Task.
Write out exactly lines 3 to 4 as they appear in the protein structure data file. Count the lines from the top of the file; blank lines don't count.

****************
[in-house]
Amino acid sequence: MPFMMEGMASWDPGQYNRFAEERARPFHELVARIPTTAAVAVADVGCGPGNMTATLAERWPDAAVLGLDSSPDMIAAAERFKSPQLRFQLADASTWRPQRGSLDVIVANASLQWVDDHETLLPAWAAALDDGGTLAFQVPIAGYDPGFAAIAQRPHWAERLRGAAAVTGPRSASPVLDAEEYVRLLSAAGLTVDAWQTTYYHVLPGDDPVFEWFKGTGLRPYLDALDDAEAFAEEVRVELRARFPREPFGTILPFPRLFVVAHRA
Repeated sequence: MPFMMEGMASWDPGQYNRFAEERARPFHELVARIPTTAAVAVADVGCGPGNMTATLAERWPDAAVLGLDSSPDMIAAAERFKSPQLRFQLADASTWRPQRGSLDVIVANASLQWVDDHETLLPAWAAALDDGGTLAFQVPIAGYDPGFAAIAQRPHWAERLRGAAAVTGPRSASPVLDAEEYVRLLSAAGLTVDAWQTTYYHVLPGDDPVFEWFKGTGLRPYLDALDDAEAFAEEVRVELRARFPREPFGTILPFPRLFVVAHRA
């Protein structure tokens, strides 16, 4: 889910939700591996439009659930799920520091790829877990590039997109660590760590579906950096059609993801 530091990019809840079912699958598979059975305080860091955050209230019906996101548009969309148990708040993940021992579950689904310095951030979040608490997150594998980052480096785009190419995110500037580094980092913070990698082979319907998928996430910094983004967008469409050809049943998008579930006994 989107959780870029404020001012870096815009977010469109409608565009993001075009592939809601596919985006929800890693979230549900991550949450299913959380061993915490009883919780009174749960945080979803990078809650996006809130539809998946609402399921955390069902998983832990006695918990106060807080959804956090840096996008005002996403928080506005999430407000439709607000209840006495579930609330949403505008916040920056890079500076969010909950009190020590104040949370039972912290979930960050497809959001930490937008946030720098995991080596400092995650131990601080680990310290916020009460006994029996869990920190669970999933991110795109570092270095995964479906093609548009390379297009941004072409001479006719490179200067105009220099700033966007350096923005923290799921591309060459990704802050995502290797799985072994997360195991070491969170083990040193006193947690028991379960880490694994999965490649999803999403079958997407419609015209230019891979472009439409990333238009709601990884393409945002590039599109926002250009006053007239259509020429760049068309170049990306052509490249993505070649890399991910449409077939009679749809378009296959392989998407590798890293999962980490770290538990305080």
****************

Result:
Repeated sequence: MPFMMEGMASWDPGQYNRFAEERARPFHELVARIPTTAAVAVADVGCGPGNMTATLAERWPDAAVLGLDSSPDMIAAAERFKSPQLRFQLADASTWRPQRGSLDVIVANASLQWVDDHETLLPAWAAALDDGGTLAFQVPIAGYDPGFAAIAQRPHWAERLRGAAAVTGPRSASPVLDAEEYVRLLSAAGLTVDAWQTTYYHVLPGDDPVFEWFKGTGLRPYLDALDDAEAFAEEVRVELRARFPREPFGTILPFPRLFVVAHRA
């Protein structure tokens, strides 16, 4: 889910939700591996439009659930799920520091790829877990590039997109660590760590579906950096059609993801 530091990019809840079912699958598979059975305080860091955050209230019906996101548009969309148990708040993940021992579950689904310095951030979040608490997150594998980052480096785009190419995110500037580094980092913070990698082979319907998928996430910094983004967008469409050809049943998008579930006994 989107959780870029404020001012870096815009977010469109409608565009993001075009592939809601596919985006929800890693979230549900991550949450299913959380061993915490009883919780009174749960945080979803990078809650996006809130539809998946609402399921955390069902998983832990006695918990106060807080959804956090840096996008005002996403928080506005999430407000439709607000209840006495579930609330949403505008916040920056890079500076969010909950009190020590104040949370039972912290979930960050497809959001930490937008946030720098995991080596400092995650131990601080680990310290916020009460006994029996869990920190669970999933991110795109570092270095995964479906093609548009390379297009941004072409001479006719490179200067105009220099700033966007350096923005923290799921591309060459990704802050995502290797799985072994997360195991070491969170083990040193006193947690028991379960880490694994999965490649999803999403079958997407419609015209230019891979472009439409990333238009709601990884393409945002590039599109926002250009006053007239259509020429760049068309170049990306052509490249993505070649890399991910449409077939009679749809378009296959392989998407590798890293999962980490770290538990305080």